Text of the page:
Jan. 3, 2011
Stockton, Calif. - Joey Gullikson (Sonoma, Calif.) saved his best for last. “I thought, ‘It’s my last season’ and I took advantage of that and left it all out there,” said Gullikson.
In his last month as a member of the Pacific Tigers water polo team, Gullikson was named the November Competitor of the Month – an award that is given to a Pacific athlete who demonstrates unusual or remarkable competitive effort. Out of Pacific’s 294 student-athletes, only eight are chosen for the award each year.
“It’s a big honor,” Gullikson said, “Every time I walk in to the athletic department I see that (Competitor of the Month poster) and strive to be that.” Gullikson will be recognized during halftime at Pacific’s men’s basketball game against Cal State Bakersfield on January 11.
The six-foot-two, 200 pound defender posted a total of 14 goals for a 1.75 goals per game average in November.
But it was his impressive performance against Stanford on November 14 that set him apart from other November Competitor of the Month considerations.
Gullikson scored a career-high five goals to lead the then ranked No. 6 Tigers in a 10-9 upset over the No. 3 Cardinal. The victory marked Pacific’s first win over Stanford since the 2006 season and just the fifth time in program history. It also prompted the program’s first No. 4 national ranking in the Collegiate Water Polo Association’s top-20 poll since the census began in 1995.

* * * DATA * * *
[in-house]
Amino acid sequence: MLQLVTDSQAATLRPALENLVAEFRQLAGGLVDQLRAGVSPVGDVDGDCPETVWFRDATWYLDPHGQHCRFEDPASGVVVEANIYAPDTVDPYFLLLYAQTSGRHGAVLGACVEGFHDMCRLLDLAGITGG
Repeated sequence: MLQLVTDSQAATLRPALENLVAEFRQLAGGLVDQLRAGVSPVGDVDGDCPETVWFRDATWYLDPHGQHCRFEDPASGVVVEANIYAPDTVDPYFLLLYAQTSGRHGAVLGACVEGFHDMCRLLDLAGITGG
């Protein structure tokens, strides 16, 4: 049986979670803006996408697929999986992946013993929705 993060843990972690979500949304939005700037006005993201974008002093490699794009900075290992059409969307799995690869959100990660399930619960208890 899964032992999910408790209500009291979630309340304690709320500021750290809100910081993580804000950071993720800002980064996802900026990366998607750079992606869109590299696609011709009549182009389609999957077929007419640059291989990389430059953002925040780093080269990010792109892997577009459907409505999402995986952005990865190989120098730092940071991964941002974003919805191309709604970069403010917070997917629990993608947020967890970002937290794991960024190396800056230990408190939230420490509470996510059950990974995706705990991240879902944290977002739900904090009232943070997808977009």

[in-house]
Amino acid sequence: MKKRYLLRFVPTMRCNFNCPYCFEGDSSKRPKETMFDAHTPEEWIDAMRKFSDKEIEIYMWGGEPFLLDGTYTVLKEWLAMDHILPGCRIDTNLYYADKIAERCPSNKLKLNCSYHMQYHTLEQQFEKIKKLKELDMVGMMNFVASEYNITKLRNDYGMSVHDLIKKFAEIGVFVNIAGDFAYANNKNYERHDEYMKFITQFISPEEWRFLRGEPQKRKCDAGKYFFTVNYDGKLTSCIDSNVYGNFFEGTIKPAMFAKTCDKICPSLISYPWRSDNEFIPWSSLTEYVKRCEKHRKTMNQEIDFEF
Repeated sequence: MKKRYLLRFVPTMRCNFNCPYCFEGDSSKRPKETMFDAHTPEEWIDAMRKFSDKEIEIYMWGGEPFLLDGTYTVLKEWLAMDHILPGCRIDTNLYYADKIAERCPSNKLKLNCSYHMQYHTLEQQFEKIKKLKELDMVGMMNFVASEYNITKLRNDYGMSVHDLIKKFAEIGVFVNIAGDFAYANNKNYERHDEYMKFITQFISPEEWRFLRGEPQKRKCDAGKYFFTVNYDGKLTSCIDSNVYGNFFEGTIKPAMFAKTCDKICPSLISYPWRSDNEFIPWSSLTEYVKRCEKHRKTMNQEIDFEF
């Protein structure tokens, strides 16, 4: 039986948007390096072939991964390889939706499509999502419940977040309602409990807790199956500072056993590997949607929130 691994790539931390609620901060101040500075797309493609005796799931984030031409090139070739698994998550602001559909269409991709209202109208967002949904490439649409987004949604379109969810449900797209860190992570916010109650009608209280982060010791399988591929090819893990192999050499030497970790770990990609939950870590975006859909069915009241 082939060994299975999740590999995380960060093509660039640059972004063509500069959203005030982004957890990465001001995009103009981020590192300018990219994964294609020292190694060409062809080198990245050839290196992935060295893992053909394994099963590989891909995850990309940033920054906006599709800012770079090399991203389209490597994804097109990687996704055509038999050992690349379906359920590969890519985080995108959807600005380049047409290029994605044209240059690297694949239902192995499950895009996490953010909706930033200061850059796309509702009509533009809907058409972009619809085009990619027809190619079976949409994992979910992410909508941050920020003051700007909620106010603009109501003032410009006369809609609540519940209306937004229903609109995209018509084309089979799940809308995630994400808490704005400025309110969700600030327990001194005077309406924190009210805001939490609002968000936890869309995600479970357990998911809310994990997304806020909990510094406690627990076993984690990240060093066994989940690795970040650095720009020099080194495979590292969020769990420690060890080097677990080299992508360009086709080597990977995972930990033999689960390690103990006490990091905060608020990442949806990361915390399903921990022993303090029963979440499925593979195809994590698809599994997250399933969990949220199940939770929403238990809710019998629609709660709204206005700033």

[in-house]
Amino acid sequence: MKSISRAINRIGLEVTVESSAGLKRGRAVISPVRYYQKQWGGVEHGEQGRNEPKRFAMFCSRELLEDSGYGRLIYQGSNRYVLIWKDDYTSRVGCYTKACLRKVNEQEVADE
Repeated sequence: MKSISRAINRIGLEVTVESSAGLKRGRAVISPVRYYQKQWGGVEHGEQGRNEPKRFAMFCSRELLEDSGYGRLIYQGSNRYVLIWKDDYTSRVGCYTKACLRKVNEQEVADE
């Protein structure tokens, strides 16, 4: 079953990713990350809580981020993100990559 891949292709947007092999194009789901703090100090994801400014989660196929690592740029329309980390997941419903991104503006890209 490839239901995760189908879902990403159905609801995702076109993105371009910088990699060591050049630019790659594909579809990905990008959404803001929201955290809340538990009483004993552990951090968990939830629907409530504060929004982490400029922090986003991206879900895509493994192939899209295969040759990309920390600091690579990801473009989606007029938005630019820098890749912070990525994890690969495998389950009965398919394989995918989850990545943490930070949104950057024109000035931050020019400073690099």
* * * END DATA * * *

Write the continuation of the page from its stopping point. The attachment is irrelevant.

“It’s crazy it happened,” said Gullikson, who was also named NCAA.com’s Player of the Week on November 16. “It’s a good thing it ended on that note.” Gullikson went on to finish his senior season with 27 goals for a 1.00 gpg average to go along with 20 steals and 30 assists.
With the 2010 water polo season complete, the 23 year old will now turn his focus on school. Gullikson will be graduating in May 2011 with a bachelor’s degree in sport sciences with a concentration in sport pedagogy. But this doesn’t mean he’s completely done with water polo.
“(The Competitor of the Month award) kind of gives me a sense of accomplishment and motivation to keep moving forward,” said Gullikson, who wants to keep playing after college. Thus far, Gullikson said he has talked to teams in Croatia, Portugal, Spain and Italy. Gullikson said he will consider the situation and his role on the team before making a final decision.
Until that point, Gullikson will continue to live his competitive lifestyle, whether it’s playing FIFA or jungle ball in the pool with friends.
“Everything I do, I’m competitive, especially with my buddies,” said Gullikson, “It starts to get pretty scrappy.”
“Second place means nothing,” he said.
Gullikson has always had a busy schedule. The right-hander grew up playing baseball as a catcher and “from there, I carried it over to every sport I played.” In high school, Gullikson was a three-sport athlete, competing in water polo, swimming and baseball. Then in junior college, Gullikson dominated the water polo and swimming scene while receiving All-American honors in both sports.
The senior said he would’ve liked to play more than one sport at Pacific but that “it’s such a commitment to play water polo.”
As a result, Gullikson has more free time now that the season is over. But his competitive nature won’t let him rest.
“Sometimes I forget…I think there’s something I should be doing,” said Gullikson.